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J.J. Watt Obliterates Record for Defeats

Defeats measure a combination of three things:

  • Turnovers (or tipped passes that lead to turnovers)
  • Tackles for a loss
  • Tackles or passes defensed that prevent conversion on third or fourth down
Most Defeats in a Season, 1996-2012
2012 J.J. Watt HOU DE 56
1999 Ray Lewis BAL ILB 45
1999 Derrick Brooks TB OLB 42
1998 Ed McDaniel MIN ILB 40
1998 Zach Thomas MIA ILB 40
2003 Ray Lewis BAL ILB 39
2012 Von Miller DEN OLB 39
2006 London Fletcher BUF ILB 38
2001 Jamir Miller CLE OLB 38
2002 Brian Urlacher CHI ILB 38
2004 Marcus Washington WAS OLB 38
2006 Lance Briggs CHI OLB 37
2000 Derrick Brooks TB OLB 37
2009 Brian Cushing HOU OLB 37
1998 Ray Lewis BAL ILB 37
1997 Robert Porcher DET DE 37

With all due respect to Von Miller... Explain to me again why we are having a debate about who should win Defensive Player of the Year?


40 comments, Last at 11 Jan 2013, 7:08am

2 Re: J.J. Watt Obliterates Record for Defensive Defeats

I agree that watt should win, but the shortest answer for why there's a debate is that the people who decide these things look more at traditional stats rather than the more illustrative things like defeats. Their traditional stats are more comparable, I'd say. But even on those, I think the award should go to watt. Thanks for putting this list together.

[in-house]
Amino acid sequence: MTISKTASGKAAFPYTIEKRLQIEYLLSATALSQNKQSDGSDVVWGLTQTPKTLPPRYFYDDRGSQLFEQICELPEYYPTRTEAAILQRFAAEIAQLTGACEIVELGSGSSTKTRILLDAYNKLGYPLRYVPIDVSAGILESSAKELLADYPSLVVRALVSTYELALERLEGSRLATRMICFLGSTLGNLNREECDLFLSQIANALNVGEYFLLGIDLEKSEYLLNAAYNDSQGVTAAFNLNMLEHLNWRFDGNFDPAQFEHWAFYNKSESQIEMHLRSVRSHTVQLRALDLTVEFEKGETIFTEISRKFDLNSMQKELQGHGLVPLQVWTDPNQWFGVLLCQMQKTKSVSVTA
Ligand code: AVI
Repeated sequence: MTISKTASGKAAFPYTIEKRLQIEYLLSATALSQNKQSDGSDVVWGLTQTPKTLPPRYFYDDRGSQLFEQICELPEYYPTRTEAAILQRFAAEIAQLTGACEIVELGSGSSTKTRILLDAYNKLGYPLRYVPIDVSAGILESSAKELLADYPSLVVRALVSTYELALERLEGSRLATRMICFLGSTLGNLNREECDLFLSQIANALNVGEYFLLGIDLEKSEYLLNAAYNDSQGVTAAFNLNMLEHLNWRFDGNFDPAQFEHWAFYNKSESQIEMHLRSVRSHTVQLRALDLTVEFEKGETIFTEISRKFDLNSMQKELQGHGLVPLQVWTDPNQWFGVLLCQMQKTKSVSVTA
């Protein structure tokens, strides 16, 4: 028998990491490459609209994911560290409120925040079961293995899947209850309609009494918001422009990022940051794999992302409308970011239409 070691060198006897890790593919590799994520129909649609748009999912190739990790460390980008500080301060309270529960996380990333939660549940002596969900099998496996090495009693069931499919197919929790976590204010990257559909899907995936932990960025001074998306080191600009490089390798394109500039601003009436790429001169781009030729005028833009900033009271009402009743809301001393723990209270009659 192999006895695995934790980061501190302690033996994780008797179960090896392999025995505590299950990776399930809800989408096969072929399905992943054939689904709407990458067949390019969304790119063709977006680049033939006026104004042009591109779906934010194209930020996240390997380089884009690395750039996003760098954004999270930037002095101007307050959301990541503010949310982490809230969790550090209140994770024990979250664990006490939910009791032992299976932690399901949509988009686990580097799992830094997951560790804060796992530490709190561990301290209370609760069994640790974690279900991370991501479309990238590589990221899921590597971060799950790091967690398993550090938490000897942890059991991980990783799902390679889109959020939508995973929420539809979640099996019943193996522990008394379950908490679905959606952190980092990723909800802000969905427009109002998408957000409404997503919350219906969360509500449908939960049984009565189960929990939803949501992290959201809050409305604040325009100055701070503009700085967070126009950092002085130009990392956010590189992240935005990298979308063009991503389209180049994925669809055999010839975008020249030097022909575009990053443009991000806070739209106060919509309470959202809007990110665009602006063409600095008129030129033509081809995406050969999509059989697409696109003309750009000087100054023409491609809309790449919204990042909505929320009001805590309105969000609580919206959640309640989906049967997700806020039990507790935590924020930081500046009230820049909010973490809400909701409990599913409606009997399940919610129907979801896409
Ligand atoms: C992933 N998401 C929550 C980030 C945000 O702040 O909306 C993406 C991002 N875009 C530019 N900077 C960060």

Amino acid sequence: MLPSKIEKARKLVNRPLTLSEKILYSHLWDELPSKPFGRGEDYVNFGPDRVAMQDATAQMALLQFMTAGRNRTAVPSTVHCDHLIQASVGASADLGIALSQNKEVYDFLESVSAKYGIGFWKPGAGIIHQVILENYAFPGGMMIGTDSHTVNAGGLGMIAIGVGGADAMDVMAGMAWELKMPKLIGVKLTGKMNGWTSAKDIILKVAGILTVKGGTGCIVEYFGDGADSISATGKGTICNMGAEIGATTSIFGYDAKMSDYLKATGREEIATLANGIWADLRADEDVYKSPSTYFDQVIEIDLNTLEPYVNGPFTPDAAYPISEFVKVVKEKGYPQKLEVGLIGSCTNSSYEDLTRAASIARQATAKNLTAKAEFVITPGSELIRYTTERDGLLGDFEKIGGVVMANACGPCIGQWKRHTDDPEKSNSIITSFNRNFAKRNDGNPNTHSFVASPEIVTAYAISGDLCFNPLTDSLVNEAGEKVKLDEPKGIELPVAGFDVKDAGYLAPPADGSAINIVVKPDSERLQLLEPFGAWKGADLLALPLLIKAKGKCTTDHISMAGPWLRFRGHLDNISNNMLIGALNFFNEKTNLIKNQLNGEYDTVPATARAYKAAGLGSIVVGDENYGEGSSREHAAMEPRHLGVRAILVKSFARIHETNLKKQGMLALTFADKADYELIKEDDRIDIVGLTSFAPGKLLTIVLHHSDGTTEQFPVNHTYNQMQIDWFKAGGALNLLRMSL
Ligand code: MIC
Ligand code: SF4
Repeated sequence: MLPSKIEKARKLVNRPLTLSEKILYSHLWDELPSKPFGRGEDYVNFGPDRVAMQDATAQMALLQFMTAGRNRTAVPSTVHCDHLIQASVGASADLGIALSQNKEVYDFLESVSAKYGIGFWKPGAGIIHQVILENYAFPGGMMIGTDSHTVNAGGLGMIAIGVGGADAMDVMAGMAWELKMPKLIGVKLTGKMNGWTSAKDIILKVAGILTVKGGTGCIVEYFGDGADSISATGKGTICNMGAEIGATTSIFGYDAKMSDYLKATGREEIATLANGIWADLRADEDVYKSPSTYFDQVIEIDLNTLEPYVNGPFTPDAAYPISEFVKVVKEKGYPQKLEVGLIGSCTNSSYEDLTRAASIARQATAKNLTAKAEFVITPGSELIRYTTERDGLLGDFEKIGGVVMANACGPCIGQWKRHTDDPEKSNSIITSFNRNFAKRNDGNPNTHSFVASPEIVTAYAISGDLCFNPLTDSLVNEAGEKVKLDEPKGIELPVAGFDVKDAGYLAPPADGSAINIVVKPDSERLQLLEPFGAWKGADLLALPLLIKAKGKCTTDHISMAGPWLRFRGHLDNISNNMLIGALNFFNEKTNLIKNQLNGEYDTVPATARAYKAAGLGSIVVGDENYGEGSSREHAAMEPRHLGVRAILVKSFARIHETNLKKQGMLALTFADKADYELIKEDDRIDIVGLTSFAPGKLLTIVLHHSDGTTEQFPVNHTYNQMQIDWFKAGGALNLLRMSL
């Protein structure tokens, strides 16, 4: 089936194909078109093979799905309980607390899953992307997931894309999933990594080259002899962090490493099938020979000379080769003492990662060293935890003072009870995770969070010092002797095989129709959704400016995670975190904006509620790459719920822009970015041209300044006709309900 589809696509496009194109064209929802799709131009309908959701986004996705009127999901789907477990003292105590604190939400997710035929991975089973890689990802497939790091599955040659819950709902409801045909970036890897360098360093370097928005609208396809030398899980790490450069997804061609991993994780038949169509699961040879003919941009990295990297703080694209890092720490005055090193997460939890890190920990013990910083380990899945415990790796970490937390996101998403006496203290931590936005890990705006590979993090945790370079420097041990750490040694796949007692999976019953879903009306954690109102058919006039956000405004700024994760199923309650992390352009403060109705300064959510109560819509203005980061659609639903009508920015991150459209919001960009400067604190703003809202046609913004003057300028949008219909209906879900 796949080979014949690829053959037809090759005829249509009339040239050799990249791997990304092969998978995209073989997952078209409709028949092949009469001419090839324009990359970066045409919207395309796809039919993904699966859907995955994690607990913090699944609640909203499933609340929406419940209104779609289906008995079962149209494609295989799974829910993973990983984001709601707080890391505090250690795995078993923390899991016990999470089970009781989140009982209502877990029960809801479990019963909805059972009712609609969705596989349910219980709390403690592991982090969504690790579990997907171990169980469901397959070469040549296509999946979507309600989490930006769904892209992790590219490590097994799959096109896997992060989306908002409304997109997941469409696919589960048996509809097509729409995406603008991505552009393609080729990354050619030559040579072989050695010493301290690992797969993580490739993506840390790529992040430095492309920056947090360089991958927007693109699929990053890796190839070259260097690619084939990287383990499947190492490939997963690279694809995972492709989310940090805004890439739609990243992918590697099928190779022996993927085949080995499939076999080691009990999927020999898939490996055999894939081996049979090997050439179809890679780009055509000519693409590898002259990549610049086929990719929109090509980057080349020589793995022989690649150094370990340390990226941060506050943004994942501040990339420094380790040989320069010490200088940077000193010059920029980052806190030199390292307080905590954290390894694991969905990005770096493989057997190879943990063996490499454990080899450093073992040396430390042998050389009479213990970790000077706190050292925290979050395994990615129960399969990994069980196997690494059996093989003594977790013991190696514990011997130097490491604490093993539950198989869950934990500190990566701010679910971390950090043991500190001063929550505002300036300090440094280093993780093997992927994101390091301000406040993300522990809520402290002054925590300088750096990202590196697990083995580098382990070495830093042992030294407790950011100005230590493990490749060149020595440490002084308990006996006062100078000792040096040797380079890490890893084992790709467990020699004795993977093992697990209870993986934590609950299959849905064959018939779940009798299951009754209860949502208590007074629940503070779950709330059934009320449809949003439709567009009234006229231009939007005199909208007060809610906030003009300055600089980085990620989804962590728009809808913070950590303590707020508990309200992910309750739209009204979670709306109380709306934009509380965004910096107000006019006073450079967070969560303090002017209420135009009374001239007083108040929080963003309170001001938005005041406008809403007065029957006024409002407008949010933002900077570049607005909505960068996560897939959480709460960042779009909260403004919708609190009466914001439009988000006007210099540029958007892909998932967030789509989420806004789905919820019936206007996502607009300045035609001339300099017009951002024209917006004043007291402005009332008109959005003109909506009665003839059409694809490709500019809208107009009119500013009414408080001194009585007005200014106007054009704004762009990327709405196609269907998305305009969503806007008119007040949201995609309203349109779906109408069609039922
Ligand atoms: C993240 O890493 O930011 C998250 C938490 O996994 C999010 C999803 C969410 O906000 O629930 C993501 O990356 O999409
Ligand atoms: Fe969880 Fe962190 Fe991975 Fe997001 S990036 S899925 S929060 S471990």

3 Re: J.J. Watt Obliterates Record for Defensive Defeats

what debate are you referring? everything ive read seems to be in complete agreement that watt should win. he appears to be consensus through fans, teams, players, media, etc.

it seems like youre upset about the possibility of him not winning it, i just dont know what justification there is to think he wont.

11 Re: J.J. Watt Obliterates Record for Defensive Defeats

This singular arbitrarily-defined stat seems to better encompass a defensive end/outside linebacker's total on-field responsibility better than just the sack stat, which has been erroneously used as an end-all/be-all in DPOY discussions in the past, despite not accounting for a player's responsibility to also play the run.

It's also not just Watt's standing in this stat for this season. It's his place firmly entrenched at the top of the all-time list, with 24% more defeats than the player that formerly held the all-time record.